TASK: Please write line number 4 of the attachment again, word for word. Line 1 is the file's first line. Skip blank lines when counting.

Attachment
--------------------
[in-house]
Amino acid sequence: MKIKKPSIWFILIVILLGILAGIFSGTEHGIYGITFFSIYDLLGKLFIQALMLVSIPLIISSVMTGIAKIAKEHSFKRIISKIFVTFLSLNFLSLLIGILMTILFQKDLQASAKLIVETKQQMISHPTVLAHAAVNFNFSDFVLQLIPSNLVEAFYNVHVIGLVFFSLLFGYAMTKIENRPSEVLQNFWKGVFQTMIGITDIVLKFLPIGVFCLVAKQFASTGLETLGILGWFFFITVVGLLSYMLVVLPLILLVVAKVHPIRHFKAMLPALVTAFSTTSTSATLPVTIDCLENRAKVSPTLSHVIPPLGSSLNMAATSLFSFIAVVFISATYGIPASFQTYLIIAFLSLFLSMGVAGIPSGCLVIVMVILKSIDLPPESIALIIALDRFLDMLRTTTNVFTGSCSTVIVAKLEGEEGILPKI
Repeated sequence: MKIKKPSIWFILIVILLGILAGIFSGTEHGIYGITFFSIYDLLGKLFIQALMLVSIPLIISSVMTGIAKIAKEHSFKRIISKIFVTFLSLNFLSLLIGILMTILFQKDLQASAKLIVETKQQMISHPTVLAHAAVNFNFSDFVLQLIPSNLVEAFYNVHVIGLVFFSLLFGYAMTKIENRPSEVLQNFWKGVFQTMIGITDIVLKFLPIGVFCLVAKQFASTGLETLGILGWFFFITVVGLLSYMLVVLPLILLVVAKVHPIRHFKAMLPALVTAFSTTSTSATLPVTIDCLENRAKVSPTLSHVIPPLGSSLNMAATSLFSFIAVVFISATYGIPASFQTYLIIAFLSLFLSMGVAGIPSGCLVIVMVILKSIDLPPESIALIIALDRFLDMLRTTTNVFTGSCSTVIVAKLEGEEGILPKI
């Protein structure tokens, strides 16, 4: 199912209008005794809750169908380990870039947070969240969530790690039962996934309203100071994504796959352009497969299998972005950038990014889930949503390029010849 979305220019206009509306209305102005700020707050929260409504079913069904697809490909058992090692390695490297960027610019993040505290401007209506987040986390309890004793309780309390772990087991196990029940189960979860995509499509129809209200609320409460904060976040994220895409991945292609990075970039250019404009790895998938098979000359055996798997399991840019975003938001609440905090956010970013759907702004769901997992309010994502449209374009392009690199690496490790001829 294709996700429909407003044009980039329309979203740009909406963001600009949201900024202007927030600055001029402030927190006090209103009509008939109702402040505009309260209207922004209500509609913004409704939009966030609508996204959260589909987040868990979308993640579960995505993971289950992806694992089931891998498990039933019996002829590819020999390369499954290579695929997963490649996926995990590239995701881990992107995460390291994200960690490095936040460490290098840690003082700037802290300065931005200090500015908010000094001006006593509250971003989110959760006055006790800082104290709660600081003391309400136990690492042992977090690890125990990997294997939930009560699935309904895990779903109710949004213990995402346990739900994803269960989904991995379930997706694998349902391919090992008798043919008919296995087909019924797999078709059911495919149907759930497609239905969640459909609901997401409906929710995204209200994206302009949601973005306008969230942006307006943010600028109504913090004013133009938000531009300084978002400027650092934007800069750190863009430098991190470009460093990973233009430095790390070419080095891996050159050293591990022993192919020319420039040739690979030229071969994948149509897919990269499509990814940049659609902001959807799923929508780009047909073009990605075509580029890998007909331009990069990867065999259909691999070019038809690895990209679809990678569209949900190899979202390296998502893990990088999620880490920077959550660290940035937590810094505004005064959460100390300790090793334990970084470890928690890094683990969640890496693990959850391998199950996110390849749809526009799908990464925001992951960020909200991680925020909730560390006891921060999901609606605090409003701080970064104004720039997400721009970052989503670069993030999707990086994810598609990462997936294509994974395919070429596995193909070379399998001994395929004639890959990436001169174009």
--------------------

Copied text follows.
């Protein structure tokens, strides 16, 4: 199912209008005794809750169908380990870039947070969240969530790690039962996934309203100071994504796959352009497969299998972005950038990014889930949503390029010849 979305220019206009509306209305102005700020707050929260409504079913069904697809490909058992090692390695490297960027610019993040505290401007209506987040986390309890004793309780309390772990087991196990029940189960979860995509499509129809209200609320409460904060976040994220895409991945292609990075970039250019404009790895998938098979000359055996798997399991840019975003938001609440905090956010970013759907702004769901997992309010994502449209374009392009690199690496490790001829 294709996700429909407003044009980039329309979203740009909406963001600009949201900024202007927030600055001029402030927190006090209103009509008939109702402040505009309260209207922004209500509609913004409704939009966030609508996204959260589909987040868990979308993640579960995505993971289950992806694992089931891998498990039933019996002829590819020999390369499954290579695929997963490649996926995990590239995701881990992107995460390291994200960690490095936040460490290098840690003082700037802290300065931005200090500015908010000094001006006593509250971003989110959760006055006790800082104290709660600081003391309400136990690492042992977090690890125990990997294997939930009560699935309904895990779903109710949004213990995402346990739900994803269960989904991995379930997706694998349902391919090992008798043919008919296995087909019924797999078709059911495919149907759930497609239905969640459909609901997401409906929710995204209200994206302009949601973005306008969230942006307006943010600028109504913090004013133009938000531009300084978002400027650092934007800069750190863009430098991190470009460093990973233009430095790390070419080095891996050159050293591990022993192919020319420039040739690979030229071969994948149509897919990269499509990814940049659609902001959807799923929508780009047909073009990605075509580029890998007909331009990069990867065999259909691999070019038809690895990209679809990678569209949900190899979202390296998502893990990088999620880490920077959550660290940035937590810094505004005064959460100390300790090793334990970084470890928690890094683990969640890496693990959850391998199950996110390849749809526009799908990464925001992951960020909200991680925020909730560390006891921060999901609606605090409003701080970064104004720039997400721009970052989503670069993030999707990086994810598609990462997936294509994974395919070429596995193909070379399998001994395929004639890959990436001169174009």